On October 2, the Wilson Center’s Polar Institute, United Nations Foundation, and Arctic 21 hosted an event on the Intergovernmental Panel on Climate Change’s (IPCC) recently released special report on the oceans and cryosphere.
Ko Barrett, IPCC Vice Chair, gave the keynote presentation. “The world’s oceans and cryosphere have been ‘taking the heat’ from climate change for decades,” said Barrett. The oceans have absorbed more than 90 percent of excess heat in the climate system. That means that small glaciers will lose more than 80 percent of their current ice mass by 2100 if emissions continue, and arctic sea ice will continue to decline every month of the year. Both melting glaciers and sea ice are contributing to sea level rise, which Barrett said, during the 20th century rose by 15 centimeters, but levels are expected to rise by 1.10 meters by 2100.
During the first panel Ko Barrett; Mark Eakin, contributing author; Robert DeConto, lead author; and Michael Oppenheimer, coordinating lead author discussed the key findings of the report. The panel was moderated by Monica Media, founder and publisher of Our Daily Planet.
The three main takeaways from the panel are, coral is suffering from severe bleaching, sea ice is melting as ocean temperatures rise, and sea levels are rising as a result of ice melt. While we have known for some time that sea levels were rising, according to DeConto, previous increases in sea levels were a result of warming water, which expands; now sea levels are rising because ice is melting.
Also discussed during the panel was the growing acidification of the ocean and the effect on sea life. More acidic water effects the shells of shellfish. One of the panelists posited that continued acidification has the potential to effect coastal communities that make seafood a staple of their diets.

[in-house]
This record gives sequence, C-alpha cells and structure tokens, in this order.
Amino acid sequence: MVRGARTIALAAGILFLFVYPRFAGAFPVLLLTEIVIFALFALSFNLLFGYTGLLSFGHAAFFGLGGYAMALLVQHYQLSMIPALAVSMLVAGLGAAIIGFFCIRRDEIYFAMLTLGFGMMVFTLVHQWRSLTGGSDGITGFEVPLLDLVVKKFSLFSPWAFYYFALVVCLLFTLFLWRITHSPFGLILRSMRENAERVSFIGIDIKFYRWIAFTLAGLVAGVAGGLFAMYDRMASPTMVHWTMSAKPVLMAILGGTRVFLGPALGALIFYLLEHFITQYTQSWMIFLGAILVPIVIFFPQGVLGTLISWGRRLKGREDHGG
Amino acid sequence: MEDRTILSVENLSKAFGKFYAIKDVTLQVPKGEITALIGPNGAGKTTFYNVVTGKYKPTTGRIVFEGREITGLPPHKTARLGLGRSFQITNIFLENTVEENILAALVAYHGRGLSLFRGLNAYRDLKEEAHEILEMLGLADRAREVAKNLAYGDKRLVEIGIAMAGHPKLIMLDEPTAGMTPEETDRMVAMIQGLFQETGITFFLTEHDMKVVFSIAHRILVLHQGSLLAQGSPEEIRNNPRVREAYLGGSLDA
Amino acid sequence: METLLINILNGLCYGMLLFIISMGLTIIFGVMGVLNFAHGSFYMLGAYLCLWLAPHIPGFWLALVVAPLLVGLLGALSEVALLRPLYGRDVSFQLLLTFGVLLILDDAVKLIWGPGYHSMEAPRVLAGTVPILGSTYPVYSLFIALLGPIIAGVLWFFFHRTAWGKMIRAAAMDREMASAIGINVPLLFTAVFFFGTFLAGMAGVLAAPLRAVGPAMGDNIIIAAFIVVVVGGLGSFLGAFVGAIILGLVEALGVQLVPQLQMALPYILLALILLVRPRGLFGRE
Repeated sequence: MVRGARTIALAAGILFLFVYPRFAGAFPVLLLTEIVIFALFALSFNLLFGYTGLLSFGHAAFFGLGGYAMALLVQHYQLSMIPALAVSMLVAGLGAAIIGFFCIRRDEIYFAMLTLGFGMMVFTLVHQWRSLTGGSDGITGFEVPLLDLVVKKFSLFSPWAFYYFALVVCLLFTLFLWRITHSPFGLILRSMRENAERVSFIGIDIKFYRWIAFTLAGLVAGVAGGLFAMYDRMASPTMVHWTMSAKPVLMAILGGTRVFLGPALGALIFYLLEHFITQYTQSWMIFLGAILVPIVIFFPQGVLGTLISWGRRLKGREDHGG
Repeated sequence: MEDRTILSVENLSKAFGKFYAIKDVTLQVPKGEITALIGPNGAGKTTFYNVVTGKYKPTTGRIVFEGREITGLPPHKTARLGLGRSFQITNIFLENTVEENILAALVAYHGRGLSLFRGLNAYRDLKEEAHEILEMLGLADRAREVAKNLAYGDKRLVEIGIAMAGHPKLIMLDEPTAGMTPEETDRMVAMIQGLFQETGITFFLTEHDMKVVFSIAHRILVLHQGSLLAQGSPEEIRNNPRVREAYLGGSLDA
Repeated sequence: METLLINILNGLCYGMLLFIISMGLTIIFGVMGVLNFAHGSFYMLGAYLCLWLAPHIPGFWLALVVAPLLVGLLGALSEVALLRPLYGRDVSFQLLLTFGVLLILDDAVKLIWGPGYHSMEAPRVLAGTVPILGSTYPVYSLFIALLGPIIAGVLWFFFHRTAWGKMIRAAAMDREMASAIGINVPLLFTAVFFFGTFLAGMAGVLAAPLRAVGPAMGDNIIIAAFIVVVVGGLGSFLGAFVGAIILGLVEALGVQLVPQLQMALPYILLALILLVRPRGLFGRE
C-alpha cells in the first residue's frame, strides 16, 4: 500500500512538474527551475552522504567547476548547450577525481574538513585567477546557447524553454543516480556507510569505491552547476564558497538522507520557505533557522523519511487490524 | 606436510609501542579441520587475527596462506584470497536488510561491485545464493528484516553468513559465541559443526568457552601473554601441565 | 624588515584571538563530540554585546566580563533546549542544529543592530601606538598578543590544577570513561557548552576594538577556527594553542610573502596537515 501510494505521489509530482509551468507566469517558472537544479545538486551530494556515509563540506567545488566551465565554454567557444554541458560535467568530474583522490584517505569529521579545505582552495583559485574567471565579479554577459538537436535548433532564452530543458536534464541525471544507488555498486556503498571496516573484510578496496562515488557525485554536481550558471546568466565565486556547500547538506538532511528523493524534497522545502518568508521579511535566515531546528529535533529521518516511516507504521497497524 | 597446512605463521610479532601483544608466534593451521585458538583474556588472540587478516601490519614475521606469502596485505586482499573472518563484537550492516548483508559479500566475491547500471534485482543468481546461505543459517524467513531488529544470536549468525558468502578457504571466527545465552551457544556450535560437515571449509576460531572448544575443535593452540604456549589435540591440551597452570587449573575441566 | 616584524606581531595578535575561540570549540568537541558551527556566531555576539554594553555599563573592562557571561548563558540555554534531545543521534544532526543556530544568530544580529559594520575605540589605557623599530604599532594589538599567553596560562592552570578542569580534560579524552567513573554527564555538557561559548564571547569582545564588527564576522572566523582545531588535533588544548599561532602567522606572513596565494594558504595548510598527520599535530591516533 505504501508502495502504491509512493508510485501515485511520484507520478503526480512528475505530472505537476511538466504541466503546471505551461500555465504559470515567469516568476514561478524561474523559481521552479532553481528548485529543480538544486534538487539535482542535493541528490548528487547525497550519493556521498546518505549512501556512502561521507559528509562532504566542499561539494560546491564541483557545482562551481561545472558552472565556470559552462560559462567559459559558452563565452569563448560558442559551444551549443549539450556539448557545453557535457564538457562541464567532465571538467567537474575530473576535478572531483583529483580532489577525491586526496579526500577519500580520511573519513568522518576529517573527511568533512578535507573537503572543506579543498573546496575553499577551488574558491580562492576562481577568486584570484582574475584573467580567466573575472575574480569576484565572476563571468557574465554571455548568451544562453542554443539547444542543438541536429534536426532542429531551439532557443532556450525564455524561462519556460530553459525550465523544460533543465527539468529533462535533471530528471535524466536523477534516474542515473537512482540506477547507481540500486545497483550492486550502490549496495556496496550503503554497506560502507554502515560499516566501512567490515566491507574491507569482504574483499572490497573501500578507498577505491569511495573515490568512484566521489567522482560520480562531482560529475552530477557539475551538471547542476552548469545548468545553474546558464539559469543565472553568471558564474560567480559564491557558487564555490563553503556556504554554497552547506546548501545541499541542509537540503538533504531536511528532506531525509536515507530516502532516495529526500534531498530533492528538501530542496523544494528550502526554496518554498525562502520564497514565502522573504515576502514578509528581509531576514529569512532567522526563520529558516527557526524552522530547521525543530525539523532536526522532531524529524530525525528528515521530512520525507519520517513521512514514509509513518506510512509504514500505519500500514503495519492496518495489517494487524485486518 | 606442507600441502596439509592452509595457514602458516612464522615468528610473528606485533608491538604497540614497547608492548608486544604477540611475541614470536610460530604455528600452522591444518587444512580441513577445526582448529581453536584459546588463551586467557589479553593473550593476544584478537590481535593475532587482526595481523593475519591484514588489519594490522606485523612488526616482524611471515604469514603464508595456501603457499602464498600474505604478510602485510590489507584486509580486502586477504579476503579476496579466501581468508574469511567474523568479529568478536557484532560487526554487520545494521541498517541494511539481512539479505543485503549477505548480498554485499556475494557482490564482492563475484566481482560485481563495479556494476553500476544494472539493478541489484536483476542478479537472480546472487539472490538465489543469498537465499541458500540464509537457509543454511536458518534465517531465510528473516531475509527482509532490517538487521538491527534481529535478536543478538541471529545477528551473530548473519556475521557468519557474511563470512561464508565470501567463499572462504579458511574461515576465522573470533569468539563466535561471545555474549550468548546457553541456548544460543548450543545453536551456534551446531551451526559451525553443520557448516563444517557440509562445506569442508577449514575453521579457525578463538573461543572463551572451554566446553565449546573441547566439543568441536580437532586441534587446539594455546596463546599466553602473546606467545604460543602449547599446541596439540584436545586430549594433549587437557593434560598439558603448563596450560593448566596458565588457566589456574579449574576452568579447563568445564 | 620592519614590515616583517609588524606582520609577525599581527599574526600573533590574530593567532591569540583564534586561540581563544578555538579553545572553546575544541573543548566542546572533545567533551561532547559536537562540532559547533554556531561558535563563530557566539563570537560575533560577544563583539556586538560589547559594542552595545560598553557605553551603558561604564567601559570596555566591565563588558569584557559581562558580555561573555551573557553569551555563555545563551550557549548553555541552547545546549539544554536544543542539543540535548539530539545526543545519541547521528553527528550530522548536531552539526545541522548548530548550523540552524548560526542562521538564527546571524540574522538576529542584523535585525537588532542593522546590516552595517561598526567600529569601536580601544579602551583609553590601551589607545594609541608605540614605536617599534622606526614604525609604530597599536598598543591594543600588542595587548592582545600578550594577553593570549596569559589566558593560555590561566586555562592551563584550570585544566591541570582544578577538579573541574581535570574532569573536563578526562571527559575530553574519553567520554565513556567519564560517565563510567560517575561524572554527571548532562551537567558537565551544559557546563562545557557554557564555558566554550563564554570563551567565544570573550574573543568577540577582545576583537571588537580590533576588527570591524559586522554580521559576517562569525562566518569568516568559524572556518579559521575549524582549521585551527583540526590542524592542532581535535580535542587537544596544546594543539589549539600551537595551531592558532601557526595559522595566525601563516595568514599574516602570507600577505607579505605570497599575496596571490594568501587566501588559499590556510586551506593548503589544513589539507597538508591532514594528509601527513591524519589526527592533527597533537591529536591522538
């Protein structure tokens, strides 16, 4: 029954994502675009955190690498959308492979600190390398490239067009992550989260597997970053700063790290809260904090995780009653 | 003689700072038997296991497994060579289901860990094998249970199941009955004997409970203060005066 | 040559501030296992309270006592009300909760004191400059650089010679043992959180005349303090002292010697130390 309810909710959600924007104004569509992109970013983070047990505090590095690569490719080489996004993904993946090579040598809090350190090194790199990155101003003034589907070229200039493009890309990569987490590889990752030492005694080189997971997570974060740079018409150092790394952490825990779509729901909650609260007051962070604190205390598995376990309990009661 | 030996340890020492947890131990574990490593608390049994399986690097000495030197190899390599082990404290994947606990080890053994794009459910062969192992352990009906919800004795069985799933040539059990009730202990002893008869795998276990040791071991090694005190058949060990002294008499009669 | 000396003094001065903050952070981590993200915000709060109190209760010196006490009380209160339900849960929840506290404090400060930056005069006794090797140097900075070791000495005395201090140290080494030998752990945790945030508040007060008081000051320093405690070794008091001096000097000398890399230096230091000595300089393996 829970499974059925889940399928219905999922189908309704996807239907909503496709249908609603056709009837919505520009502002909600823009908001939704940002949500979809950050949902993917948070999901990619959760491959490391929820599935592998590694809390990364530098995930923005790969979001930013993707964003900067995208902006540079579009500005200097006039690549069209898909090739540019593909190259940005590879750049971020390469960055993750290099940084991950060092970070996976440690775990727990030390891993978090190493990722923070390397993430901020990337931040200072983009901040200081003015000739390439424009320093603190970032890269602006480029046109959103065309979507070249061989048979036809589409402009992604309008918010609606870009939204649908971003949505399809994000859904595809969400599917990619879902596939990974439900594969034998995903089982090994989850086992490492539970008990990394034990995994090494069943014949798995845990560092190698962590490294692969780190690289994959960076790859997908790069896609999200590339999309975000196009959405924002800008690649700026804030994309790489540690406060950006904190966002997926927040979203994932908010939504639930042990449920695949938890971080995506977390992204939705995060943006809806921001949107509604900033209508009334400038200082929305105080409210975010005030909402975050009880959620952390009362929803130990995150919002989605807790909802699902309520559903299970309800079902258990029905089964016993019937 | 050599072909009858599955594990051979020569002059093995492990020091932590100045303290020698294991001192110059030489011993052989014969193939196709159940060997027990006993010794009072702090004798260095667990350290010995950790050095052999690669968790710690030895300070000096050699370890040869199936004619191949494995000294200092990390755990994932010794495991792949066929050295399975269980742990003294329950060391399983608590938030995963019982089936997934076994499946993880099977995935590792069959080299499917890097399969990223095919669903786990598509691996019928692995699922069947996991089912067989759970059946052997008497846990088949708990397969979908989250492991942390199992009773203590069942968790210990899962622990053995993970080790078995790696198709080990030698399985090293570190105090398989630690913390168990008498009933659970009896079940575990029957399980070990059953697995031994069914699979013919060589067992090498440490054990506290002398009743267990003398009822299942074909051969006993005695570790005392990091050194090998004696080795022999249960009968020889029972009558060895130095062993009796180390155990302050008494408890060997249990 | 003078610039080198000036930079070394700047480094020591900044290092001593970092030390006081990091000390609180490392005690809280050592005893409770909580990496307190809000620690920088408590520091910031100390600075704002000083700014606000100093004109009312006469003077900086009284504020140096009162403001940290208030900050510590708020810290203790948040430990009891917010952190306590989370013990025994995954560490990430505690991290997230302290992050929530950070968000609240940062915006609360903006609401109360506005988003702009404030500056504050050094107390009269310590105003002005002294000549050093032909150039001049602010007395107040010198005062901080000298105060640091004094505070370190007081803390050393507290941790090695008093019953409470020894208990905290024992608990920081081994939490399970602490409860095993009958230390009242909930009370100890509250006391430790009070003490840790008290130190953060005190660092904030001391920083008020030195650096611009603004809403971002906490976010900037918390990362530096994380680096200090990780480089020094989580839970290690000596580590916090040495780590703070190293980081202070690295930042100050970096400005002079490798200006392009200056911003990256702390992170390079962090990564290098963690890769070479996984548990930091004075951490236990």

The second panel was a discussion between Sherri Goodman, Senior Fellow at the Wilson Center, and Norwegian Ambassador to the US Kåre Aas. During his opening remarks, Ambassador Aas said that Norway plans to cut emissions to zero by 2050, and Norway is increasing efforts to capture carbon. Also discussed were the geopolitical challenges posed to Norway by an opening Arctic. Ambassador Aas said that Russian has increased operations in the Arctic, but that Norway is NATO’s eyes and ears in the north. The challenge for NATO will be maintaining communications and maritime activity. Finally, Ambassador Aas offered that while China is pushing the Silk Polar Road, there is an opportunity to work with China in the Arctic.
In closing, Rafe Pomerance—Chair of Arctic 21—offered some brief remarks. He made two poignant comments. First, for the U.S. to be an effective climate change negotiator, Congress must first act on implementing language. Second, “the fate of Greenland is the fate of Miami.” As ice melts from Greenland and sea levels rise in Florida, people will be affected and it’s time to do something about it.
The major takeaways of the IPCC Special Report—oceans are getting warmer, sea ice is melting as temperatures rise, and sea levels are rising—are not earth-shattering revelations. The report and Wilson Center event, however, did a good job of tying the physical sciences to the social sciences, and explaining how these changes will affect people.
The American Security Project (ASP) has written about the effects of warmer temperatures, melting sea ice, and rising sea levels on human security for years. Climate change will affect people living from Florida to Alaska and the South Pacific to Russia. It will change what people do for a living, where they live, what they eat, among other things. When talking about the physical science and changes to the environment, it’s critical not to forget people and how these changes will affect them.